As the first new residential and commercial project was unveiled for the redevelopment of downtown Columbia, residents already living in Town Center wanted to know what it will mean for them.
About 90 people showed up at Howard Community College Thursday, as officials and consultants with the Howard Hughes Corp. presented plans for the project, the first phase of which could include a maximum of 817 residential units and no more than 76,098 square feet of retail space.
The residents grilled the Howard Hughes representatives on a variety of concerns, ranging from how the proposed new Warfield neighborhood would fit in with the existing community and how pedestrian-friendly it would be, to the wisdom of adding so many rental units and so much retail space..
"We have houses all around there," said Patricia Laidig, the Town Center Community Association village manager, referring to the existing Warfield Triangle neighborhood. "Are you making sure that this is all integrated into the rest of the Warfield neighborhood that's already there?"
The proposed Warfield neighborhood, one of several neighborhoods that will make up the revamped downtown, will include development on nearly 30 acres of land. The first phase is focused on 9.3 acres on what is now two parcels west of the Columbia mall, between the northern end of Broken Land Parkway and the road that loops around the mall.
The specific number of buildings to be constructed in this first phase could be three, or it could be more, depending on the designs, Robert Jenkins, Howard Hughes' vice president of engineering, said Thursday night.
Documents that Howard Hughes filed with the county government projected one parcel with 14,000 square feet of retail space and 390 residential units on 4.78 acres of land. Another parcel could have 29,680 square feet of retail space and 267 residential units on 2.54 acres. A third parcel could have 32,418 square feet of retail space and 160 residential units on 185 acres.
The building designs, which have not yet been done, will determine the actual numbers, Jenkins said.
The neighborhood of Warfield is eventually slated to add up to another 1,000 residential units and up to another 283,780 square feet of retail space, according to the documents.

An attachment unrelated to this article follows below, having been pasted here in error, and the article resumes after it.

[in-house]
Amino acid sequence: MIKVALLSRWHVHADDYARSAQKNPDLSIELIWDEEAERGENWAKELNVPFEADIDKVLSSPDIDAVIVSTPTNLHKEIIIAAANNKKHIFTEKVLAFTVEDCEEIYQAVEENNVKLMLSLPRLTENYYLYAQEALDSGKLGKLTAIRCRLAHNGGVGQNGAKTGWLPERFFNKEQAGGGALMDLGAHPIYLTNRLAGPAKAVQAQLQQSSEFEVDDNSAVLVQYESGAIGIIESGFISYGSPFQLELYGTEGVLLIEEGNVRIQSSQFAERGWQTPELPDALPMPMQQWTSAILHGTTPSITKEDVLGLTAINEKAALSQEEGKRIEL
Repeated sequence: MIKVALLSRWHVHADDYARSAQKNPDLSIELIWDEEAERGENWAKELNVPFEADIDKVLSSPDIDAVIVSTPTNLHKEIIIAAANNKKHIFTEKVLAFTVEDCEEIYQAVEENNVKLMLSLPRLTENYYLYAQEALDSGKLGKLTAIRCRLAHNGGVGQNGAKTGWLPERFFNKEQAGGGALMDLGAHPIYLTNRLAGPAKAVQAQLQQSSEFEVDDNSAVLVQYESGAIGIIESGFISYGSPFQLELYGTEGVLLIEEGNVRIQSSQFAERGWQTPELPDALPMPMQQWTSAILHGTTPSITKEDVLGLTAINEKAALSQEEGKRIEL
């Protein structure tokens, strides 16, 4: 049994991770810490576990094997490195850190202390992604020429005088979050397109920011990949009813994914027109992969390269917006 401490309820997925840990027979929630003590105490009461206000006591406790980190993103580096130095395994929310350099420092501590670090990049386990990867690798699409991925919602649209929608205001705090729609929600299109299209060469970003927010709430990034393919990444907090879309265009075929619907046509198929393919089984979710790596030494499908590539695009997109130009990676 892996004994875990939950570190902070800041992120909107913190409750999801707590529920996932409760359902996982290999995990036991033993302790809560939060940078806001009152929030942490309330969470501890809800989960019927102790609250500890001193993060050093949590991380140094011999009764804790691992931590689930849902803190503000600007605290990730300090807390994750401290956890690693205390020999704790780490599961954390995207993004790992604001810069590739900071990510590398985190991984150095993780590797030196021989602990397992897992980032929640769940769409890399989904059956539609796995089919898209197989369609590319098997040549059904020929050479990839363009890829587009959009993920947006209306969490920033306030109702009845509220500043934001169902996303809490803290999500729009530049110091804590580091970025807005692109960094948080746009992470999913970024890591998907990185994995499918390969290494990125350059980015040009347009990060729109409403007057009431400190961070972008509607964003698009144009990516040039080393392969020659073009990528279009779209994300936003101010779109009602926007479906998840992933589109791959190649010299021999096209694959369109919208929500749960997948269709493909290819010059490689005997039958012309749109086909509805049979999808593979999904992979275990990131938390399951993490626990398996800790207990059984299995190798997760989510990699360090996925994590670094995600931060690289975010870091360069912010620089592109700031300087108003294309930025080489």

In total, downtown Columbia is expected to have a maximum of 5,500 new residential units.
Joel Broida, a Town Center village board member, said he was concerned about the residences being apartments.
"Putting in 817 units with rentals is like setting up a hotel," he said. "When you're a rental unit, you're transient. You do not become part of the neighborhood. Columbia is great, and I would hate to see it become a transient, hotel-like community."
There are now two rental properties in Warfield Triangle.
Sam Crozier of Harper's Choice asked why the proposed development called for retail. "We already have a zillion square feet in the mall," he said. "Is it really necessary to do more?"
John E. DeWolf III, a senior vice president of Howard Hughes, said the company envisioned shops similar to those in Bethesda, in Montgomery County.
"It's not going to be more of the same," DeWolf said. "It's going to be new, different, something that fits in with the context of everything that we're doing."
Linda Wengel, a Town Center village board member who lives in Warfield Triangle, asked about pedestrian crossings to the new development.
"This is really important to me. I think we need to make this walk-able, first and foremost," DeWolf said later in the evening. The design guidelines for the development, he said, "almost force that to happen."
The buildings are the second project being pitched for downtown Columbia. The Columbia Association is seeking to transform Symphony Woods, which encircles Merriweather Post Pavilion, into a park with walkways and, potentially, a fountain, restrooms, a stage and a café.
Both the Symphony Woods Park and Warfield construction projects are just beginning the process of receiving government approvals. The Warfield proposal will next be taken up by the county's Design Advisory Panel, on Nov. 9 at 7:30 p.m., in the county government's George Howard Building in Ellicott City.